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Cultivating a Movement: An Oral History of Organic Farming and Sustainable Agriculture on California's Central Coast Paperback – September 21, 2011


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Product Details

  • Paperback: 340 pages
  • Publisher: University Library, UC Santa Cruz (September 21, 2011)
  • Language: English
  • ISBN-10: 097233436X
  • ISBN-13: 978-0972334365
  • Product Dimensions: 9 x 6 x 0.8 inches
  • Shipping Weight: 1.2 pounds (View shipping rates and policies)
  • Average Customer Review: 5.0 out of 5 stars  See all reviews (2 customer reviews)
  • Amazon Best Sellers Rank: #636,508 in Books (See Top 100 in Books)

Editorial Reviews

About the Author

Project Director, Interviewer, and Editor Irene Reti directs the Regional History Project at the UC Santa Cruz library, where she has worked as an editor and oral historian since 1989. She holds a B.A. in Environmental Studies and a Master’s in History from UC Santa Cruz. Her novel, Kabbalah of Stone, was published in 2010. Interviewer and Editor Sarah Rabkin has taught in UC Santa Cruz’s writing program and environmental studies department for over twenty-five years. She has led an undergraduate seminar for the Program in Community and Agroecology that focuses on concepts of community and agroecology in the context of sustainability. She holds a B.A. in Biology from Harvard University and a graduate certificate in Science Communication from UCSC. Her book of essays, What I Learned at Bug Camp, was published in 2011. Interviewer Ellen Farmer has a B.A. in journalism from San Jose State University and a Master’s in public policy from the Panetta Institute at California State University, Monterey Bay with a specialization in issues in sustainable agriculture, particularly coffee growing. Farmer worked on an interim basis as marketing director for the California Certified Organic Farmers in 2006.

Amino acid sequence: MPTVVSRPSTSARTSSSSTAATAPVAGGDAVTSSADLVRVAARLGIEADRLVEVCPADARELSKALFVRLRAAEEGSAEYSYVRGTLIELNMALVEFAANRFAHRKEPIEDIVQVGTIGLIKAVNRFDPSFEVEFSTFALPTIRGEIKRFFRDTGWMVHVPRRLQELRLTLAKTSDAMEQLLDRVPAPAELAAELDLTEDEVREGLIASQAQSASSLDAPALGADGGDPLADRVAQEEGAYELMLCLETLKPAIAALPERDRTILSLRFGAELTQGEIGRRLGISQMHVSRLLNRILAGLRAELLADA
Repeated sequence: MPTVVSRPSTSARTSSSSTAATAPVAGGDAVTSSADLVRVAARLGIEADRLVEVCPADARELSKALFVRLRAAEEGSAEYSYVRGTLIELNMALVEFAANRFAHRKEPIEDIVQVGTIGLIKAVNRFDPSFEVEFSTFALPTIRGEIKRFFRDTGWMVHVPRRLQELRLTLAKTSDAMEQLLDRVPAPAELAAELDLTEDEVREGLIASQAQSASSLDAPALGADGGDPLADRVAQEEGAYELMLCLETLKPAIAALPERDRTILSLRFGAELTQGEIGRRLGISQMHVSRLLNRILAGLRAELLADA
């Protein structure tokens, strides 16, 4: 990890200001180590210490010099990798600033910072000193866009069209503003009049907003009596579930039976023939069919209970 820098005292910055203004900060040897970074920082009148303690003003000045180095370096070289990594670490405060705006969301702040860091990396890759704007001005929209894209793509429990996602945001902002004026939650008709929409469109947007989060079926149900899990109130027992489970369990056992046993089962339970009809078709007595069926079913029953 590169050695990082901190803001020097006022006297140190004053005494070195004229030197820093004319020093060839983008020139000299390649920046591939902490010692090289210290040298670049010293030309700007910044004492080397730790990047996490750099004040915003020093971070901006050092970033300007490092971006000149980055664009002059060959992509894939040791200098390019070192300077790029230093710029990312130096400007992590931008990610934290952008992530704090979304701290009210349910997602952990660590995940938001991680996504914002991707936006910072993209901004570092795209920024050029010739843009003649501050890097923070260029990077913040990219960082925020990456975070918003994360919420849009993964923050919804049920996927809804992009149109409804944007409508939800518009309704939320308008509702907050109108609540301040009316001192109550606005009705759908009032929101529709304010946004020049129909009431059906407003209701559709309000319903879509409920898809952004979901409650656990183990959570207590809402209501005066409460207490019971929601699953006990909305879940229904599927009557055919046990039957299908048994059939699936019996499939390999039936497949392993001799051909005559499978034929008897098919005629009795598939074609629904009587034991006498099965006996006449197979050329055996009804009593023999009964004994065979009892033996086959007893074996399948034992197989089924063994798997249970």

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2 of 2 people found the following review helpful By La Mona on March 21, 2012
Format: Paperback
This collection of stories of Central Coast farmers is a true gem, an uplifting and fun read. It reveals how everyday folk followed their passion to produce healthy food without chemicals, often at great financial risk, without success stories to boost them in uncertain moments, and always with tons of hard work. What you end up understanding is how they truly were pioneers even though they really didn't know it. All are humble and many laughingly say some version of "We didn't know what we were doing back then!" We owe them our gratitude for their perseverance and the incredible knowledge of the field that has resulted, making organic agriculture viable on a much larger scale and available to many more people. Not to mention all the great food that has been produced! The bigger story that comes through these oral histories is how people do make remarkable changes in the world in humble ways.
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Format: Paperback
"We in the United States are in the early throes of a revolution," writes historian Linda L. Ivey in the foreword to Cultivating a Movement, "a radical change in the way we think about food." The revolution Ivey refers to is the organic farming movement, the biggest change to American agriculture since the adoption of synthetic pesticides and herbicides after World War II. "For this development in our food industry we can thank, in large part a group of revolutionaries from the Central Coast of California."

More than two dozen of those revolutionary farmers were interviewed for this book, a project of the University of California, Santa Cruz' library. Each chapter contains the narrative from one farmer or farm family, and their stories and perspectives are radically different. Some, like Betty Van Dyke, who grew up on her Croatian-American family's orchard in Cupertino in the 1930s were born to the land; others were hippies, like Amigo Bob Cantisano, founding organizer of the Ecological Farming Conference, the West's largest and oldest sustainable agriculture conference, and a descendent of California's earliest Spanish families. Cantisano began growing food in the backyard of a commune in the late 1960s:

"That's when I started doing gardening, because it was like, starvation time, and the Diggers were giving away free food, but the only thing else that was really around was USDA surplus food, which was a bunch of crap...We didn't have any money, so we started gardening, tore up the backyard and started growing stuff, partly because I had a little experience from when I was a kid, and partly because I was just determined to do it. And then there was one other kid who had grown up and lived on a farm...So the two of us ended up being kind of the commune's gardeners.
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